Self-confessed 'serial dieter' Kalli Purie's weight loss epiphany came when she tipped the scales at 103 kilos and realised that she didn't have the energy to keep up with her two young children. Realising that she had been putting off her life, while she had been putting on the weight, she decided it was time to go on a diet. Confessions of a Serial Dieter is her weight loss memoir
If there's one thing that Kalli Purie is, it's tenacious. Over 40 kilos lighter and 43 diets later, she's still determined to reach her goal weight: 58 kilos. "I am very conscious of my food intake," she says over the phone from Delhi.
It's been three years since Kalli has hovered around her goal weight, but that doesn't mean she has gone easy on her exercise routine, or herself. "I exercise six days a week for an hour everyday," says the 38-year-old, who works out with a personal trainer. "Delhi is 3 degrees Celsius right now, I definitely need a trainer to get out from under the covers," she jokes.
For those of us who might not have the resources or inclination to work out with a trainer, Kalli suggests following a home video or having a workout buddy. "You need some other way of keeping pace," she explains, especially on days one might be running low on motivation and feel like a stroll instead of an energetic walk.
An honest confession Kalli's sole qualification to write the book is that she has "been in the fat suit". The disclaimer right at the beginning of the book reads: ' �I am no dietician or trainer. I am a serial dieter. I have been there, done that diet. Rather, 43 of them. And survived to tell the tale.'
"The book is told from an emotional point of view; from a dieter's point of view," says Kalli, adding that her book is a first-person account. "Fat people don't think of themselves as fat," says the self-confessed serial dieter, who allows herself to eat foods like French Fries, pizzas and jalebis only once a year.
Lifestyle battle The mother of two says that living in any of the metros doesn't make healthy lifestyle choices easier. "What choice do we have, but to be closet dieters! We are continually assaulted by processed foods and 'lazy entertainment'," says Kalli, referring to options like going out for a dinner or a movie; choices that are usually defined or restricted by food. "I ask my friends to join me for a walk instead."
Dear diary Writing the book proved to be a cathartic experience for Kalli, who says that her biggest revelation during the experience was the realisation that, "Everyone who is thin, is working on it." "There is a diet out there for everyone; you have to find what works for you. This is what I did," she says."Finding your 'happy weight' is like finding your soul mate. It takes time. I found my soul mate easily, but it took time for me to find my 'happy weight'," she signs off with a laugh.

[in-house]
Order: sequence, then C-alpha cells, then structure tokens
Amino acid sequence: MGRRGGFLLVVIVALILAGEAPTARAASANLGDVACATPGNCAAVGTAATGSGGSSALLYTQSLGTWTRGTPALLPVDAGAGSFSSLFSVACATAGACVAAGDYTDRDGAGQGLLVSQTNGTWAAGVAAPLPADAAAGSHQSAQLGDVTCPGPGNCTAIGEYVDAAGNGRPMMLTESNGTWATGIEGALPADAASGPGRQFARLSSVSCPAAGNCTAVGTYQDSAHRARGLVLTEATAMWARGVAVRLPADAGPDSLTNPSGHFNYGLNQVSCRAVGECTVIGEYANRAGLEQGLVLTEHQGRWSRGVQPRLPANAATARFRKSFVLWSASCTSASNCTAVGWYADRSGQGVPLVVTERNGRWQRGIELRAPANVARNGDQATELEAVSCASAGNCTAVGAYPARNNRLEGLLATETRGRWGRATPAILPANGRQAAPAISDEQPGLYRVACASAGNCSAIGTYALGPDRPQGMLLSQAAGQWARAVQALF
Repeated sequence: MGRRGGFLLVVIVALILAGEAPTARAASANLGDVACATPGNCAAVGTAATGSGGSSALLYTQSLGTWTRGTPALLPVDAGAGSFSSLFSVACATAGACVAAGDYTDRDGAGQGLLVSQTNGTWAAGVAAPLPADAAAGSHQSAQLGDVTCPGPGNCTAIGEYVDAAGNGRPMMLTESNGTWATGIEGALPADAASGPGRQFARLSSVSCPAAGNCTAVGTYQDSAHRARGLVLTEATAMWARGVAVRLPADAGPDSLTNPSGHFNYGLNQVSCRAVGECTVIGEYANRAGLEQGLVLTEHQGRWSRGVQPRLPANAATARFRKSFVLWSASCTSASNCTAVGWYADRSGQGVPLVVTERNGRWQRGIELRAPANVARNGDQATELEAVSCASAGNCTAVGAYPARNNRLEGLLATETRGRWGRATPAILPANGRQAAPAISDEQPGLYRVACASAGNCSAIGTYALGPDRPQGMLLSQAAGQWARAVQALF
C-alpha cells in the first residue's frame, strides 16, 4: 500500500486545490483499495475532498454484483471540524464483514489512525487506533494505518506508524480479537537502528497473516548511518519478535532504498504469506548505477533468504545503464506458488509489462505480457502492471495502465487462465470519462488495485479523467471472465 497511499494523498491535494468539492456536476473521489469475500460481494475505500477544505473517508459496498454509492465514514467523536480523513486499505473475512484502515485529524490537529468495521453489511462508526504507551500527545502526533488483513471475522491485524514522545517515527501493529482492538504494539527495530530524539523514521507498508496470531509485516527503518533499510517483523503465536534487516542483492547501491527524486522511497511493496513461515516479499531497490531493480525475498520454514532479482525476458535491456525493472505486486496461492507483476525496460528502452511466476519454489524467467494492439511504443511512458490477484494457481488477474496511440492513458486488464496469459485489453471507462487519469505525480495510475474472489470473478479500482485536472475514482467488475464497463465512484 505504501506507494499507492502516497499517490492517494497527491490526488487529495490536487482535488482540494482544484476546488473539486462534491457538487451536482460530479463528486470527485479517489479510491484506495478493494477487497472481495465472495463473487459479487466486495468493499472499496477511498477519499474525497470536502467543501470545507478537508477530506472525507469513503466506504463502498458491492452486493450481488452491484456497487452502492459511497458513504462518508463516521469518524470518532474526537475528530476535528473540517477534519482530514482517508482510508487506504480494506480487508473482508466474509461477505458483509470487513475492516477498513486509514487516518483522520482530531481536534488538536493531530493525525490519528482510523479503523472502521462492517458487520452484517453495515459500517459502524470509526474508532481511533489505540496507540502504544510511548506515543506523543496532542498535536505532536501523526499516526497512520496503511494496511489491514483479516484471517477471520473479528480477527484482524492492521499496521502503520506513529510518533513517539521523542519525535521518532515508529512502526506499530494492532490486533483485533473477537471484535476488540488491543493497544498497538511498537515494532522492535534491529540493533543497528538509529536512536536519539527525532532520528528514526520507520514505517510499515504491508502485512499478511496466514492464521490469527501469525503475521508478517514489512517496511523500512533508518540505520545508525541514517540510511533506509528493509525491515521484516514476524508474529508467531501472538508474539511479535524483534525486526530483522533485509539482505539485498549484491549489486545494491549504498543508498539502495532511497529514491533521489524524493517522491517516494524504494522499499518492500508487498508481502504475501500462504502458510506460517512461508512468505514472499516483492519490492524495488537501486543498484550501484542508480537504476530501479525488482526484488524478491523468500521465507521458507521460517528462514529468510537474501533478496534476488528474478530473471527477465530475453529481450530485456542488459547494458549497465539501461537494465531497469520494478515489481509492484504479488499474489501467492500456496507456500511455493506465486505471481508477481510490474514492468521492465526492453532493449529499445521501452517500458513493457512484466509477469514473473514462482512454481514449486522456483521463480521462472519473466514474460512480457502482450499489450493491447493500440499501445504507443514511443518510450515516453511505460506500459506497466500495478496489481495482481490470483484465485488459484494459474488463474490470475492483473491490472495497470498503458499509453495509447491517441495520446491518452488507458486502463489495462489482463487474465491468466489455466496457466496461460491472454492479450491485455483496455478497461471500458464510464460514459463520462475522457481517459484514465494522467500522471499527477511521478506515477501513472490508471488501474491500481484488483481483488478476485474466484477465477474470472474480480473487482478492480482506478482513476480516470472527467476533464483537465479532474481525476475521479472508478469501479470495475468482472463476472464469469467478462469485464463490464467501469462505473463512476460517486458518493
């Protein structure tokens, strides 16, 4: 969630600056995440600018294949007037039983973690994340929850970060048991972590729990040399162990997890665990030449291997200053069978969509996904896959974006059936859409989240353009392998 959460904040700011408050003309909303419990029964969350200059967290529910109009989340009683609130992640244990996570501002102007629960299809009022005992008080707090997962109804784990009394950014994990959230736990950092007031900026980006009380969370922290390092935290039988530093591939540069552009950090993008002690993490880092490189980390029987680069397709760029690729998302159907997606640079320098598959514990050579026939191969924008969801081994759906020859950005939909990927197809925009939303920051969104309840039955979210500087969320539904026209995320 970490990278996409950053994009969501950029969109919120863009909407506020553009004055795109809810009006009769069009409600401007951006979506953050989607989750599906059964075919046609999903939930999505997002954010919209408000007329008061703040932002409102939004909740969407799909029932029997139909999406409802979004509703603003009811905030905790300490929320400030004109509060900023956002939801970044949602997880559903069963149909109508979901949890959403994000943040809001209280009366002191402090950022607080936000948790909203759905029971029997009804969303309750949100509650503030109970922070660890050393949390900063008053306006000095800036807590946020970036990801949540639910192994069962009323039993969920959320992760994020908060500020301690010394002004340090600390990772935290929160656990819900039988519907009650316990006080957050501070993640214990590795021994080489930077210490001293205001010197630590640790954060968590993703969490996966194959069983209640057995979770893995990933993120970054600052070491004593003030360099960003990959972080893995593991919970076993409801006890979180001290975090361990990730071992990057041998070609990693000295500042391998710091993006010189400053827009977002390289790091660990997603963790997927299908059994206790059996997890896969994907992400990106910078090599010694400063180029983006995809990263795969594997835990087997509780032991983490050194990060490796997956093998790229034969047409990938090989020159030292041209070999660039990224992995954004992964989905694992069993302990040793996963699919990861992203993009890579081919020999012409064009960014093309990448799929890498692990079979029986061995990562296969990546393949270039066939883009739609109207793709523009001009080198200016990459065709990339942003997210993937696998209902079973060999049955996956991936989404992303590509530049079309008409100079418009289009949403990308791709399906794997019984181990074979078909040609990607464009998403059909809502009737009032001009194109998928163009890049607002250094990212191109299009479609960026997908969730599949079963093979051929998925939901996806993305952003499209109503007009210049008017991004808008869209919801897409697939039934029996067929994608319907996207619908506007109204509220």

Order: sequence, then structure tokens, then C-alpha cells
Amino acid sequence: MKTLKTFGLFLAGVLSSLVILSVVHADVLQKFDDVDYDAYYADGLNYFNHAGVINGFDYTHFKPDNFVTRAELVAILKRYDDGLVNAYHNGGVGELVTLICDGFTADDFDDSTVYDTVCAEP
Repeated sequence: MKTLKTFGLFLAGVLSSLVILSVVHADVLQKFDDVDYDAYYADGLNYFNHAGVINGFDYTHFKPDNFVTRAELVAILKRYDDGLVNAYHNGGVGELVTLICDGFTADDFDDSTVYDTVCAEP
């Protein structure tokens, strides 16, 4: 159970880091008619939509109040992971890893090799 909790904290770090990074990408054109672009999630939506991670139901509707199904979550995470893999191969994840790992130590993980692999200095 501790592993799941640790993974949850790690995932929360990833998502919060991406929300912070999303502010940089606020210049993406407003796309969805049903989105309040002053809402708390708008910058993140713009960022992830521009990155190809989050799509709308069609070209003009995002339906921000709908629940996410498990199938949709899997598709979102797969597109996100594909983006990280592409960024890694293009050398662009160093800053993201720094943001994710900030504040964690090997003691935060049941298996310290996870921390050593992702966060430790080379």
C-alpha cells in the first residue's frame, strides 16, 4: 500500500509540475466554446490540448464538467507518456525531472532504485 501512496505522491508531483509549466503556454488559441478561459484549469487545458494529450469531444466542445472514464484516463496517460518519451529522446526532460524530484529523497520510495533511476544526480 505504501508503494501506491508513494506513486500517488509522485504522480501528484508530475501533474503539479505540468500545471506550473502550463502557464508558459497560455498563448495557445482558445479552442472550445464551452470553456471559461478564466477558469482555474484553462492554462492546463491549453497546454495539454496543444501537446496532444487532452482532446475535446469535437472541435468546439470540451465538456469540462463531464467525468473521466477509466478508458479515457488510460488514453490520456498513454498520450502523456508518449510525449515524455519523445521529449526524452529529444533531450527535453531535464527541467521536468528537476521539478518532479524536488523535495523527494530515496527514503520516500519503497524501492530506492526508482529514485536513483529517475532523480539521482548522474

Deep heart counselling Through the week, Dr Calm called me in for evening chats and deep, soulful counselling sessions ensued. He told me a very interesting fact. When you put on weight, your body becomes sluggish and so does everything else. You put on fat, not just on your body but also on your mind. Your physical, emotional and mental functions, your ambition, sex drive and brain, all slow down. Nobody had ever told me anything about the brain becoming lethargic with fat.
I discovered that the slowing down of the brain and the fact that it could no longer perform at peak level was what was causing me stress. I wanted to work and multi-task at the same pace, as I used to and I couldn't. The frustration was making me stressed. And because I could not cope, I always felt like I had too much going on. It wasn't that I had too much going on, it's just that the more there was of me, the less I could do.
This was creating a vicious cycle. Stress. Eat. Slow down. More stress. Eat. More slow down. More stress. But now things started to fall in place. He was the first person to describe exactly what I was feeling. I was living life at a lower level. I had shifted gears for the worse. The weight could be seen on my ankles. He pressed my ankles with his fingers and his fingerprints remained.
He said it was a symptom of water retention. Water was collecting in my ankles and weighing me down. The body was resorting to its natural survival techniques. It was slowly winding down to accommodate the extra work it had to do to support the extra weight. The body wants to be healthy but if there is no harmony between body and mind, it switches to a lower mode at which it can function comfortably.
This scared me. I was slowly dying at the age of thirty-two. My body was packing up. Unless I drastically altered my lifestyle, I would be unable to perform at normal activities.